G20 agrees to immigration policy measures to crack down on corrupt immigrants and proceeds of crime imported into G20 countries, including deportation of wealthy foreign nationals

By Christine Duhaime | September 10th, 2013

Crackdown on foreign nationals with unverified funds

The G20 leaders have endorsed a sweeping plan proposed by its Anti-Corruption Working Group (“ACWG“) in 2012 to tackle the illicit movement of proceeds of crime internationally by corrupt foreign nationals to other countries (usually done as part of an immigration process). The change is part of a global ‘denial of safe haven’ policy designed to ensure that countries are not facilitators of financial crime committed by foreign nationals, whether it be tax evasion, money laundering, corruption or business immigration fraud.

Immigration connection & politically exposed persons

In their G20 Declaration and in the ACWG Action Plan, member countries agreed to implement immigration policy changes to refuse immigration applications (effectively deny entry) where there is corruption, usually involving high net worth foreign nationals, or high profile foreign nationals with unverified (or unverifiable) sources of funds. They are usually, but not always, politically exposed persons in anti-money laundering law.

To deny entry, the G20 members have agreed that it is sufficient that there be information to make a determination as to potential corruption, and that a conviction is not required to deny entry. Moreover, the denial of entry of prospective immigrants will extend to family members and close associates who immigration authorities believe may have derived a benefit from corruption.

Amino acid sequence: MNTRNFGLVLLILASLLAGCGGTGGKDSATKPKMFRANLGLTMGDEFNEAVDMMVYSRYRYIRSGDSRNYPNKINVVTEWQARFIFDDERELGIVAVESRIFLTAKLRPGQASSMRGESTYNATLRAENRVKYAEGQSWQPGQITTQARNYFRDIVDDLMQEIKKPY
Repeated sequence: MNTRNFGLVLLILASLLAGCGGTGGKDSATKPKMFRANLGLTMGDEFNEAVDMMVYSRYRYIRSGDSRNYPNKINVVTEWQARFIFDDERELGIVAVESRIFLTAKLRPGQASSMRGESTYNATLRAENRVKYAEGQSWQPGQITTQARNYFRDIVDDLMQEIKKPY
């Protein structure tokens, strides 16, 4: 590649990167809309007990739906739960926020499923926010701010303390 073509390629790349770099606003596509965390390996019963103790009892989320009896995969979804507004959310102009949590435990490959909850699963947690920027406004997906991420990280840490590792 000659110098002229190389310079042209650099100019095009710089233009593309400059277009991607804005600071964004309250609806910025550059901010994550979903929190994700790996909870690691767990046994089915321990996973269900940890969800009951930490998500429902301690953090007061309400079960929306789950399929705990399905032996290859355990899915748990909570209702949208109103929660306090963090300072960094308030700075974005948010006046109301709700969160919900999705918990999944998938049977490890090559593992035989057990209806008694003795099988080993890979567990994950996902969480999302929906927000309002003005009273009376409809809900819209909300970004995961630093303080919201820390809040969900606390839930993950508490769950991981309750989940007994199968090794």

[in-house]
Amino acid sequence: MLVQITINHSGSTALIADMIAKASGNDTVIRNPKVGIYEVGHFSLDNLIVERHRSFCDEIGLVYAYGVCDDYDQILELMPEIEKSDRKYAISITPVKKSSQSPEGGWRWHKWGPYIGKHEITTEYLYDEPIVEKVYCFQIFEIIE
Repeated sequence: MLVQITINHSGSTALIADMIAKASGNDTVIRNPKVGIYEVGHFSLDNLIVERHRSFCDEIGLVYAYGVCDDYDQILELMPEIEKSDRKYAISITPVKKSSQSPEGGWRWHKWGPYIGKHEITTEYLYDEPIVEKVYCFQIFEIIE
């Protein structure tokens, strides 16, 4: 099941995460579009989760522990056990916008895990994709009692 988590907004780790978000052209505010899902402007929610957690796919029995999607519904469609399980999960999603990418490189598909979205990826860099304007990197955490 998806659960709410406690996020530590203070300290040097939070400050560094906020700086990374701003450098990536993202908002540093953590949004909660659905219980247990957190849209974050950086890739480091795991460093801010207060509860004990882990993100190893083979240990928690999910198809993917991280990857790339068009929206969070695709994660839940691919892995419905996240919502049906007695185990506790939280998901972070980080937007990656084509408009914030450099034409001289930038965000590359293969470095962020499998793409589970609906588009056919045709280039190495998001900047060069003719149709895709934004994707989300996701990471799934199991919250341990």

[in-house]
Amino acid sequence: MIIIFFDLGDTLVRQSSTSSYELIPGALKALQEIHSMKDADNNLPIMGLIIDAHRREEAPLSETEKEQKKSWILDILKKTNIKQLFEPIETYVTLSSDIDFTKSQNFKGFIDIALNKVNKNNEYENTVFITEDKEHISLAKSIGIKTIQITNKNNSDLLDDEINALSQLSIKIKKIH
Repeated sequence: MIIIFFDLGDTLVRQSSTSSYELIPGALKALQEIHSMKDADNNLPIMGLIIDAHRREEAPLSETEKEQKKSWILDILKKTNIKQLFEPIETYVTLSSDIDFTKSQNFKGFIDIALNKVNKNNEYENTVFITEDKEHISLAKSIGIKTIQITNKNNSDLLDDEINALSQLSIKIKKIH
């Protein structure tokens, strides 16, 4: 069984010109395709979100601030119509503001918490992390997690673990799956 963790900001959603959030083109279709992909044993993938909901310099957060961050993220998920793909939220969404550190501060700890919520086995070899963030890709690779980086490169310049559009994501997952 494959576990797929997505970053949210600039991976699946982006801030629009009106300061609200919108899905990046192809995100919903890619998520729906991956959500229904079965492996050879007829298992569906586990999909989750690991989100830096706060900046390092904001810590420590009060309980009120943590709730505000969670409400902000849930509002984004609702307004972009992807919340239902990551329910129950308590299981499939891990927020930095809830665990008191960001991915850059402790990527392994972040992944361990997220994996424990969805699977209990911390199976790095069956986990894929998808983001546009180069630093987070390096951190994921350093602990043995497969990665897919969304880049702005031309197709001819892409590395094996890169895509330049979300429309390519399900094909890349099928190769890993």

The decision to make policy as opposed to legislative changes, means that member countries do not have to implement laws to begin addressing the immigration of corrupt persons.

Countries will share immigration information

The G20 also agreed to start sharing information with each other to identify foreign nationals who may be seeking immigration with sources of funds from corruption, or who move proceeds of crime from corruption to other countries. The policy change is retroactive in the sense that foreign nationals who have already immigrated to G20 member countries who may be suspected of corruption will be identified.

And finally, G20 states have also agreed to assist each other in bringing such persons to justice in their home countries, by deportation and other means and to facilitate the recovery of assets from proceeds of crime by seizing assets and repatriating the assets to the home country through MLAs.

The policy change means that foreign nationals will have to be prepared to have their funds vetted and confirmed as part of the immigration application process, otherwise they risk not only refusal of immigration but being reported to their home country if their funds are unverifiable and potentially connected to corruption. Foreign nationals should take steps as part of their immigration application to consider obtaining an independent verification of source of funds to ensure that there are no issues with their applications that will impact them.

The G20 are China, Canada, Japan, South Africa, France, Turkey, USA, Saudi Arabia, Russia, Mexico, Korea, Italy, Indonesia, India, European Union, Germany, UK, Brazil, Argentina, Australia.

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